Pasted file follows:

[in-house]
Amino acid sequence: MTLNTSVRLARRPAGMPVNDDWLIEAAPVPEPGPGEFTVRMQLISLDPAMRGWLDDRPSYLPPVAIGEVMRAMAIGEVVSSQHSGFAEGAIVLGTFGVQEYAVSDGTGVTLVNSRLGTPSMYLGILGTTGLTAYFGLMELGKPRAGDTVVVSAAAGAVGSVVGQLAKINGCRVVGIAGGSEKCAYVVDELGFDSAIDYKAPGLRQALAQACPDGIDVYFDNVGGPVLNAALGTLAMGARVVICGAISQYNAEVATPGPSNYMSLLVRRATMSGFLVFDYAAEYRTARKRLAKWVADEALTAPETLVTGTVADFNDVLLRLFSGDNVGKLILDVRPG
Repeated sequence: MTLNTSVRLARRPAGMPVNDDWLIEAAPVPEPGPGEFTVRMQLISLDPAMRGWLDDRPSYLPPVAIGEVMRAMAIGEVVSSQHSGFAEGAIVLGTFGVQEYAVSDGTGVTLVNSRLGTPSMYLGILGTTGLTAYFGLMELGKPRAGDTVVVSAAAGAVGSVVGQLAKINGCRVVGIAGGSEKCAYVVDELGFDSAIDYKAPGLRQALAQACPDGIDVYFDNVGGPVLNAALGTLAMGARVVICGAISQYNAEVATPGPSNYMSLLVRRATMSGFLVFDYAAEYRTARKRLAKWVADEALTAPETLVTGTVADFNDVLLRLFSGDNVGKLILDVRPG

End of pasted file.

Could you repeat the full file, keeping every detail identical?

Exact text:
[in-house]
Amino acid sequence: MTLNTSVRLARRPAGMPVNDDWLIEAAPVPEPGPGEFTVRMQLISLDPAMRGWLDDRPSYLPPVAIGEVMRAMAIGEVVSSQHSGFAEGAIVLGTFGVQEYAVSDGTGVTLVNSRLGTPSMYLGILGTTGLTAYFGLMELGKPRAGDTVVVSAAAGAVGSVVGQLAKINGCRVVGIAGGSEKCAYVVDELGFDSAIDYKAPGLRQALAQACPDGIDVYFDNVGGPVLNAALGTLAMGARVVICGAISQYNAEVATPGPSNYMSLLVRRATMSGFLVFDYAAEYRTARKRLAKWVADEALTAPETLVTGTVADFNDVLLRLFSGDNVGKLILDVRPG
Repeated sequence: MTLNTSVRLARRPAGMPVNDDWLIEAAPVPEPGPGEFTVRMQLISLDPAMRGWLDDRPSYLPPVAIGEVMRAMAIGEVVSSQHSGFAEGAIVLGTFGVQEYAVSDGTGVTLVNSRLGTPSMYLGILGTTGLTAYFGLMELGKPRAGDTVVVSAAAGAVGSVVGQLAKINGCRVVGIAGGSEKCAYVVDELGFDSAIDYKAPGLRQALAQACPDGIDVYFDNVGGPVLNAALGTLAMGARVVICGAISQYNAEVATPGPSNYMSLLVRRATMSGFLVFDYAAEYRTARKRLAKWVADEALTAPETLVTGTVADFNDVLLRLFSGDNVGKLILDVRPG